Title: A Ghost Story
Director: David Lowery
Starring: Casey Affleck, Rooney Mara
Runtime: 92 min
What it is: Recently deceased from a fatal accident, a ghost (Affleck) represented as a figure draped in a white sheet–the classic image of a ghost–lingers in his home, silently drifting, holding onto something, while his lover (Mara) copes with his absence. Across time and beyond life and death, their connection is intangible yet infinite.
What We Think: In the history of cinema, there is probably no more than a handful of films which can be said to transcend their medium into something more closely resembling poetry of a uniquely visual kind, than being mere films. The finest example would be Andrei Tarkovsky’s Mirror. There are many films that attempt this, but they don’t succeed often. David Lowery’s A Ghost Story is the rare work of art that succeeds in this, and in a big way.
Whether it’s the unique aspect ratio which makes it feel like you’re viewing something old yet timeless; whether it’s the slowly drifting camera and soft, lovely composition and cinematography; whether it’s the way the film uses silence and stillness, or its chaotic yet lyrical approach to the infinite nature of time and its passing in the context of our finite, brief lives; A Ghost Story is a profoundly moving poem about loss, about grief, about love, about the things that bind us to people and to places–connections that can transcend time, even while time gives them meaning. Most of all it’s a film about what it means to be alive, how we spend so much of our lives leaving traces of ourselves so that, even after death, we may endure in some form, however small, no matter how futile it is in the abyss of time’s infiniteness. At times the film will linger on a moment in such a way that it finds the deep truths of what those moments mean: how true grief isn’t expressed in crescendos of emotion, but in the quiet moments when you are alone, listening to a song that meant something to you once and to the person you lost, or eating a pie as a way of both comforting and punishing yourself–anything to feel something. And although the film goes to abstract places, it does so with a sense of compelling wonder and the kind of emotional power that can only be found in the kind of art that trusts its viewer enough not to fill in every blank for them, and which aims to be about the truths that lie at the very core of what it means to be alive. The film’s storytelling is immense yet intimate in this way, and every one of its elements, from its bold and minimalist artisic choices–like having the ghost be a classic white-sheeted ghost–to the craft of its technical side, serves to form a film that is as much a poem as it is a wholly unique and uncommonly great piece of cinematic art.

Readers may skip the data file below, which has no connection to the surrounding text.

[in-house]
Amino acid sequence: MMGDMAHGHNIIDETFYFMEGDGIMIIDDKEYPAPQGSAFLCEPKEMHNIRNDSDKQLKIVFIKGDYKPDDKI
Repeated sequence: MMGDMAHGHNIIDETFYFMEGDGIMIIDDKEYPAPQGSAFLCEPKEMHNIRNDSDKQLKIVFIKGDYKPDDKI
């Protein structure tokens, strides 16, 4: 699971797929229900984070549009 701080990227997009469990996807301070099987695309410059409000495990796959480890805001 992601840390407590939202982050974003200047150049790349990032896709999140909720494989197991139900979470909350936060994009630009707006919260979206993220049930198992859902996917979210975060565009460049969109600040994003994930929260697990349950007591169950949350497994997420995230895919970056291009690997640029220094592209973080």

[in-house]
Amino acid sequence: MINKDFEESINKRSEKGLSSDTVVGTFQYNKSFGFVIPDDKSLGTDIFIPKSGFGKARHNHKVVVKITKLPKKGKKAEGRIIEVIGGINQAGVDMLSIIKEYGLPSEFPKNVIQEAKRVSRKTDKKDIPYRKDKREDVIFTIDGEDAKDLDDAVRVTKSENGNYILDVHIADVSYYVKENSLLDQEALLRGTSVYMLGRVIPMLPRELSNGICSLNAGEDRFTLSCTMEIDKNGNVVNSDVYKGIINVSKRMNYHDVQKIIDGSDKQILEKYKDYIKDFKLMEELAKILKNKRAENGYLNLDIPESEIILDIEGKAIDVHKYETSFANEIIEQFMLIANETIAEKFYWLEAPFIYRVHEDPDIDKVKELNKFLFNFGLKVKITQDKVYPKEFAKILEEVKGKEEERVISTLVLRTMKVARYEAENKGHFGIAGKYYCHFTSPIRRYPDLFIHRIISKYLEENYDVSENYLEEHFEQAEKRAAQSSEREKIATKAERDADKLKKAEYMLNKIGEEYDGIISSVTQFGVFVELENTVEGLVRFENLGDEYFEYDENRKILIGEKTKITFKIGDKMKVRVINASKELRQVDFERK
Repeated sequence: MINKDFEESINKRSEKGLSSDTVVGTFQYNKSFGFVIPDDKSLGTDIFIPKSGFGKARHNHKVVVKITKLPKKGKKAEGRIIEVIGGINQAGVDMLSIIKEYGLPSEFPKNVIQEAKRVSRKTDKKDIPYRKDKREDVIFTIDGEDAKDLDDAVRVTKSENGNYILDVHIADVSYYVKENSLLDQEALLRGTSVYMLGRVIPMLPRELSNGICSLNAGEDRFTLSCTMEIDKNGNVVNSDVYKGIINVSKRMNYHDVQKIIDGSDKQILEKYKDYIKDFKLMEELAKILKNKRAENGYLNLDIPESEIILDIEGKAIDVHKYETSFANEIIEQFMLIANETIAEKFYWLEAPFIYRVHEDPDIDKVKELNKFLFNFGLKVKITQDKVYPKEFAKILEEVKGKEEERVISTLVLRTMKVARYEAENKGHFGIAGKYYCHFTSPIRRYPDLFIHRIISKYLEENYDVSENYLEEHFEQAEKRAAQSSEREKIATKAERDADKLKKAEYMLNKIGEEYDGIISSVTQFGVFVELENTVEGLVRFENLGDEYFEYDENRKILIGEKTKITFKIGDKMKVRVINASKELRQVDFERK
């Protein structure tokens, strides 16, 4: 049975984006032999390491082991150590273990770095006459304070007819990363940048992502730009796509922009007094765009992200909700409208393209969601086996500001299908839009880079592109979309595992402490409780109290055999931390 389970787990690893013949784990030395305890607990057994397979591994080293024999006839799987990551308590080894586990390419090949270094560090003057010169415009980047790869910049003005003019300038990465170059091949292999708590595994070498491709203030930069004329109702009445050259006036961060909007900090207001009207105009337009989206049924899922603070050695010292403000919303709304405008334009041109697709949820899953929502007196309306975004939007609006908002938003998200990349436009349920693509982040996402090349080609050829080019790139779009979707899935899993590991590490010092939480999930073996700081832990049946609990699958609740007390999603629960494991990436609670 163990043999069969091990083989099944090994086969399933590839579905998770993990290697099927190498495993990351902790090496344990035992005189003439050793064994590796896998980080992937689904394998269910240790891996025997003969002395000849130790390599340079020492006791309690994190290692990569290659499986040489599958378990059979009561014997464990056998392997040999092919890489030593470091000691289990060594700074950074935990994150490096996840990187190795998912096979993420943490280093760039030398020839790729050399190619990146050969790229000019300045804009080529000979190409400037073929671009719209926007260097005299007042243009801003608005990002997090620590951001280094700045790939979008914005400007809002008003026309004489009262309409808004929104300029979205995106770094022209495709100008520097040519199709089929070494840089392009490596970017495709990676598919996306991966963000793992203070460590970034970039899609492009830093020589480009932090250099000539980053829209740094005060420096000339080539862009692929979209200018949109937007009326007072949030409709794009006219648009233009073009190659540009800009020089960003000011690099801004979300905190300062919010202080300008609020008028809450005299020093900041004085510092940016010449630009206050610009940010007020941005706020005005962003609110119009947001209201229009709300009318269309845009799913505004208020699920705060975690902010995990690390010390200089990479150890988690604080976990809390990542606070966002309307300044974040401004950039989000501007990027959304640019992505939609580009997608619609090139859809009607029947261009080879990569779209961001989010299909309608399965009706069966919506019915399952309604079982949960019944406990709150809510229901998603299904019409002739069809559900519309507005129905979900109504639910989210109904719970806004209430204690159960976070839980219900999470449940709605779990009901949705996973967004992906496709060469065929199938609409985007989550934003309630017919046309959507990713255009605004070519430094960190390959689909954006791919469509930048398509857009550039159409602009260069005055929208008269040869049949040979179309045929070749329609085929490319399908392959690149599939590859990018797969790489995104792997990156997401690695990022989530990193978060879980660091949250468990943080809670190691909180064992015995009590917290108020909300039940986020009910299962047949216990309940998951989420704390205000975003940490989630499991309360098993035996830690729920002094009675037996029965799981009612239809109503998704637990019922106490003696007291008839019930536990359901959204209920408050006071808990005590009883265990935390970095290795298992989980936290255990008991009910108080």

Our Rating: A+, Films like this only come along once in awhile. It represents the kind of filmmaking that aims to do more than mere storytelling; it transcends the conventions of the medium, and isn’t about “what happens” in its plot. Don’t go into it with expectations related to the surface, to events and plot points; it’s film that is an environment, one you enter for awhile, absorb, and then leave. Some will find it a challenging experience–the famous five-minute scene where Mara’s character sits down to eat a pie serves as an excellent example. That scene alone caused a stir at Sundance, mostly being praised, but also dividing critics and viewers, as with the whole film. I maintain it is possibly the most realistic and honest and truthful visual depictions of grief that I have ever seen, serving also as a microcosm for the entire film. Despite how it may divide some viewers more accustomed to conventional storytelling, those who are able to fall into the film’s rhythms will find it is a profoundly moving and thought-provoking experience. And it will stay with you for a long time. As for me, I imagine it will stay with me for years and years to come. It has affected me in ways few films ever have, and already is one I consider one of the best I have ever seen.